Every countable subset $A\subset \mathbb{R}^n$, with $n\gt 1$, and indeed, every subset of size less than the continuum, has a path-connected complement. This is because for any two points in the complement, there is a foliation of continuum many paths joining them, and so one most of these paths lies lie entirely in the complement of $A$.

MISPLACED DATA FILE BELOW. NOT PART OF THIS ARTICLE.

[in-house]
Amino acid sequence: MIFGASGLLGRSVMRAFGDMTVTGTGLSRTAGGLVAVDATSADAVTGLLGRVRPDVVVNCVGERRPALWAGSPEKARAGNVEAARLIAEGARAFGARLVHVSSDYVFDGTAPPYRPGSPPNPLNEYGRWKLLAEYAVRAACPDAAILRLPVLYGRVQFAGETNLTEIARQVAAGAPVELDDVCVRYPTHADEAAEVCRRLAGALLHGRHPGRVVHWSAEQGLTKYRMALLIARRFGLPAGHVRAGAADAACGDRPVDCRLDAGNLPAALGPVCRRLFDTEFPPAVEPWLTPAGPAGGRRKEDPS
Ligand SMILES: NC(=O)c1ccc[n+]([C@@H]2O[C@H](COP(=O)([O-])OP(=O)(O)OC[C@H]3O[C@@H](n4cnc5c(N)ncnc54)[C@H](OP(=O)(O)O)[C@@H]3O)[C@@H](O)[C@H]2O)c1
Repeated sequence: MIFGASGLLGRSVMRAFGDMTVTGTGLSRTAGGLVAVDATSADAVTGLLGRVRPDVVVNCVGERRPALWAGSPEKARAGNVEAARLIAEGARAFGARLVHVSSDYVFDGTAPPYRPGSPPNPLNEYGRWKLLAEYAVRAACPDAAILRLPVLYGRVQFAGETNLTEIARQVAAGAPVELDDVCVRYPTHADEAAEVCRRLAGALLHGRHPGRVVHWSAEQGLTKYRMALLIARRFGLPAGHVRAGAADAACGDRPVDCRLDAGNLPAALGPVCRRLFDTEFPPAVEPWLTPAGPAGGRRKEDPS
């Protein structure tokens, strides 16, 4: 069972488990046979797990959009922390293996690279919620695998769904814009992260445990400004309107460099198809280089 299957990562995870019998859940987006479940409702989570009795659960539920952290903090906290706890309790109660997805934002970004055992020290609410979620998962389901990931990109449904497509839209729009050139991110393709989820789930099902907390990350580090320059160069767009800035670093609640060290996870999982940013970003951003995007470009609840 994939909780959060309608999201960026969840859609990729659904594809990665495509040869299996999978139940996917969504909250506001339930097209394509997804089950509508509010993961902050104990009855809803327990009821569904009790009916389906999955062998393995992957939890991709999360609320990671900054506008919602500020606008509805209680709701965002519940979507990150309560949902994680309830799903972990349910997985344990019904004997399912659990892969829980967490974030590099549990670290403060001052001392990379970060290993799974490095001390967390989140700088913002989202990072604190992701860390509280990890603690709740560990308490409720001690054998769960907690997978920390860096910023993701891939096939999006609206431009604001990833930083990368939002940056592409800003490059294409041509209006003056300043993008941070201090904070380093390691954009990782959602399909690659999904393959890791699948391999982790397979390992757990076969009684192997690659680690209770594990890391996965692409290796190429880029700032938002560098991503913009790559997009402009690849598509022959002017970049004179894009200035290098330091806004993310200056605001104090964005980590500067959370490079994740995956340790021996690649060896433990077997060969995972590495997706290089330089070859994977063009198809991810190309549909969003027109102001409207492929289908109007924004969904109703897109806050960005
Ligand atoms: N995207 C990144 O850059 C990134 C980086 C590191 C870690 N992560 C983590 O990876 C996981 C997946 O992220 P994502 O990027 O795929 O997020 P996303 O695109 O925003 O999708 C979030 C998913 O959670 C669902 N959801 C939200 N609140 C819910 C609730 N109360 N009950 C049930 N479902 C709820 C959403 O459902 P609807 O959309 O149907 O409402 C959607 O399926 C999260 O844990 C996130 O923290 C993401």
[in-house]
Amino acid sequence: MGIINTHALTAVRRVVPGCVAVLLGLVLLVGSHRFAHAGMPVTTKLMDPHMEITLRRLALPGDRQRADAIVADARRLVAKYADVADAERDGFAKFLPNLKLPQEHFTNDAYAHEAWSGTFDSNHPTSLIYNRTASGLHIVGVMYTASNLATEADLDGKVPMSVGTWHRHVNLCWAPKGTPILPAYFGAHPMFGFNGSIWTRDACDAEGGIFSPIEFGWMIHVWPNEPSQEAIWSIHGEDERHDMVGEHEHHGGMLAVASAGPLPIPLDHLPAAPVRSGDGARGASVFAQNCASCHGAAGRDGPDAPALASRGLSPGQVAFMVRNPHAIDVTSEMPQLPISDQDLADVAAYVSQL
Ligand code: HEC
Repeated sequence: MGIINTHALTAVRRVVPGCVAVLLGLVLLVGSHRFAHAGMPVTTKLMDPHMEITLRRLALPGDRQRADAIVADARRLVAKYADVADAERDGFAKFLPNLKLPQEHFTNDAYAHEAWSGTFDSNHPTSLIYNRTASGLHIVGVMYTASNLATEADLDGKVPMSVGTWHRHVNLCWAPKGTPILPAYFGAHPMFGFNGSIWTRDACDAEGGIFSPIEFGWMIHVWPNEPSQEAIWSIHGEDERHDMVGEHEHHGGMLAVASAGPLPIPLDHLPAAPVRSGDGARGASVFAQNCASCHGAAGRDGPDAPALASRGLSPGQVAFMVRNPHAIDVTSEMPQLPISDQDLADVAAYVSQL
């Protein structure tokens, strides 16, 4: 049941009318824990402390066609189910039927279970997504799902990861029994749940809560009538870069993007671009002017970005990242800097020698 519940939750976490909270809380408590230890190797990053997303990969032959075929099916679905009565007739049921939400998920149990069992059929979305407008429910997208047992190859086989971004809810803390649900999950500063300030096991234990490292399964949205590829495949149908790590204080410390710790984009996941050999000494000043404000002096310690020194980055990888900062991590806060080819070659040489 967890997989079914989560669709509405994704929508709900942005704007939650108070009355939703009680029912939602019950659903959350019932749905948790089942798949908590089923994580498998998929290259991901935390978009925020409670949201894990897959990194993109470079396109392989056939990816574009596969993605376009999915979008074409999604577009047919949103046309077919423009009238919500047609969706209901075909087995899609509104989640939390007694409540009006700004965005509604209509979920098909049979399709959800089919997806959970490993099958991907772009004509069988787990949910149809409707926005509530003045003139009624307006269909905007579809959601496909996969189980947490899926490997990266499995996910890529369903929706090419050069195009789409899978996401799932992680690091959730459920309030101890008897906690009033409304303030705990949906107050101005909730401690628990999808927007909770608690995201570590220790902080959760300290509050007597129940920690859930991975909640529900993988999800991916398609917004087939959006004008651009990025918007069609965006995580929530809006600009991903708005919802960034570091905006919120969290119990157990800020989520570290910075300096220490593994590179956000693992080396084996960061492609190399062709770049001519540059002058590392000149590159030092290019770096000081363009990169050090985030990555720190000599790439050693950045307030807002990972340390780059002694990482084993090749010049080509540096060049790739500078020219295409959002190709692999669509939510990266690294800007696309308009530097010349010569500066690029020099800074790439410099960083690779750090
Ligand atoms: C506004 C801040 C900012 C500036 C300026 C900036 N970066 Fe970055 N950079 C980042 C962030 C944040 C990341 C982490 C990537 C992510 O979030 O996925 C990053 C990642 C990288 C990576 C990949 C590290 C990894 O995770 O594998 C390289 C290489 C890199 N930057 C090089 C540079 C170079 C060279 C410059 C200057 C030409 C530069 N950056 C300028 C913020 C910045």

The argument in your final paragraph appears to be conflating conflate $\mathbb{R}^n-B^n$ with $(\mathbb{R}-B)^n$.(\mathbb{R}-B)^n$, but these are not generally the same and they cannot be equal when$B$is countable. 2 added 120 characters in body; deleted 11 characters in body Every countable subset$A\subset \mathbb{R}^n$, with$n\gt 1$, and indeed, every subset of size less than the continuum, has a path-connected complement. This is because for any two points in the complement, there is a foliation of continuum many paths joining them, and so one of these paths lies entirely in the complement of$A$. The argument in your final paragraph appears to be conflating$\mathbb{R}^n-B^n$with$(\mathbb{R}-B)^n$. 1 Every countable subset$A\subset \mathbb{R}^n$, with$n\gt 1$, and indeed, every subset of size less than the continuum, has a path-connected complement. This is because for any two points in the complement, there is a foliation of continuum many paths joining them, and so one of these paths lies entirely in the complement of$A\$.